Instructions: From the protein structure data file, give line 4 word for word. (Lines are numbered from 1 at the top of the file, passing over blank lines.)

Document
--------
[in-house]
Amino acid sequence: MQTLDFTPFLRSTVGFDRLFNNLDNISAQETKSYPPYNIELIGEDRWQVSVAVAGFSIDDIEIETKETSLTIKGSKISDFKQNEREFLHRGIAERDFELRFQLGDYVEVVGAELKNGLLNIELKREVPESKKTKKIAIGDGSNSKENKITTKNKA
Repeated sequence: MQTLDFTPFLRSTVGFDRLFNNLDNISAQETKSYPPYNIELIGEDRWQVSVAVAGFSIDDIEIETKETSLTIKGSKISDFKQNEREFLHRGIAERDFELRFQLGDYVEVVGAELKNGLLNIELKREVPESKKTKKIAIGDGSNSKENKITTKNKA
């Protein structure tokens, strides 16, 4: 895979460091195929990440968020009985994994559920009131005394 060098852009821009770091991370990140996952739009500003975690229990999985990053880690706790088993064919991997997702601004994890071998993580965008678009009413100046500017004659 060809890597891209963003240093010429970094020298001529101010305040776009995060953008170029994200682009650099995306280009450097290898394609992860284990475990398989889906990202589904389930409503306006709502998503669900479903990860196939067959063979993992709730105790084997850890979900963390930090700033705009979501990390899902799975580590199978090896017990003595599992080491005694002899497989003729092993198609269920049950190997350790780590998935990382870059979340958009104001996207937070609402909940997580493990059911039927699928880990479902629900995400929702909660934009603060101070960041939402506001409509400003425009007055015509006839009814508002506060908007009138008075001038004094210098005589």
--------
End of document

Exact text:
């Protein structure tokens, strides 16, 4: 895979460091195929990440968020009985994994559920009131005394 060098852009821009770091991370990140996952739009500003975690229990999985990053880690706790088993064919991997997702601004994890071998993580965008678009009413100046500017004659 060809890597891209963003240093010429970094020298001529101010305040776009995060953008170029994200682009650099995306280009450097290898394609992860284990475990398989889906990202589904389930409503306006709502998503669900479903990860196939067959063979993992709730105790084997850890979900963390930090700033705009979501990390899902799975580590199978090896017990003595599992080491005694002899497989003729092993198609269920049950190997350790780590998935990382870059979340958009104001996207937070609402909940997580493990059911039927699928880990479902629900995400929702909660934009603060101070960041939402506001409509400003425009007055015509006839009814508002506060908007009138008075001038004094210098005589």